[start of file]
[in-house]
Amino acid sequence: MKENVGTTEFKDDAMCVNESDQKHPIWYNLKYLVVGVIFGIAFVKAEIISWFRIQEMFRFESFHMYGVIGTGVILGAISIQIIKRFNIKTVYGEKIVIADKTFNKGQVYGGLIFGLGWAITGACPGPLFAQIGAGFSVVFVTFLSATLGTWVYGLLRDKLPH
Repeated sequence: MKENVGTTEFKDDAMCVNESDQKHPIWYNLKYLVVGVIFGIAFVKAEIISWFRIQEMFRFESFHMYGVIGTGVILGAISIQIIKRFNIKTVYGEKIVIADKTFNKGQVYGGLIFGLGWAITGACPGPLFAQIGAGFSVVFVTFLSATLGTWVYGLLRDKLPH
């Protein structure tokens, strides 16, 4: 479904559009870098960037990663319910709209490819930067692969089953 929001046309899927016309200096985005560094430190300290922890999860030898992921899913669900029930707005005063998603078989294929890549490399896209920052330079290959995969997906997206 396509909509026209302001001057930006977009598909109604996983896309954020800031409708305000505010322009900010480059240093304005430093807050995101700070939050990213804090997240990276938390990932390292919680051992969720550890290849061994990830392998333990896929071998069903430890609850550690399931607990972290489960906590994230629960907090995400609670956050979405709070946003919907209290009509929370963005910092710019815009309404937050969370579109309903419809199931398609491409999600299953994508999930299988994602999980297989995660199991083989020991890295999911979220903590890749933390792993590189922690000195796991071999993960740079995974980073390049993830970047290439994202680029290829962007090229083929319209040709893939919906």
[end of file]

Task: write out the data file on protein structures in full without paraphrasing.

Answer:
[in-house]
Amino acid sequence: MKENVGTTEFKDDAMCVNESDQKHPIWYNLKYLVVGVIFGIAFVKAEIISWFRIQEMFRFESFHMYGVIGTGVILGAISIQIIKRFNIKTVYGEKIVIADKTFNKGQVYGGLIFGLGWAITGACPGPLFAQIGAGFSVVFVTFLSATLGTWVYGLLRDKLPH
Repeated sequence: MKENVGTTEFKDDAMCVNESDQKHPIWYNLKYLVVGVIFGIAFVKAEIISWFRIQEMFRFESFHMYGVIGTGVILGAISIQIIKRFNIKTVYGEKIVIADKTFNKGQVYGGLIFGLGWAITGACPGPLFAQIGAGFSVVFVTFLSATLGTWVYGLLRDKLPH
């Protein structure tokens, strides 16, 4: 479904559009870098960037990663319910709209490819930067692969089953 929001046309899927016309200096985005560094430190300290922890999860030898992921899913669900029930707005005063998603078989294929890549490399896209920052330079290959995969997906997206 396509909509026209302001001057930006977009598909109604996983896309954020800031409708305000505010322009900010480059240093304005430093807050995101700070939050990213804090997240990276938390990932390292919680051992969720550890290849061994990830392998333990896929071998069903430890609850550690399931607990972290489960906590994230629960907090995400609670956050979405709070946003919907209290009509929370963005910092710019815009309404937050969370579109309903419809199931398609491409999600299953994508999930299988994602999980297989995660199991083989020991890295999911979220903590890749933390792993590189922690000195796991071999993960740079995974980073390049993830970047290439994202680029290829962007090229083929319209040709893939919906």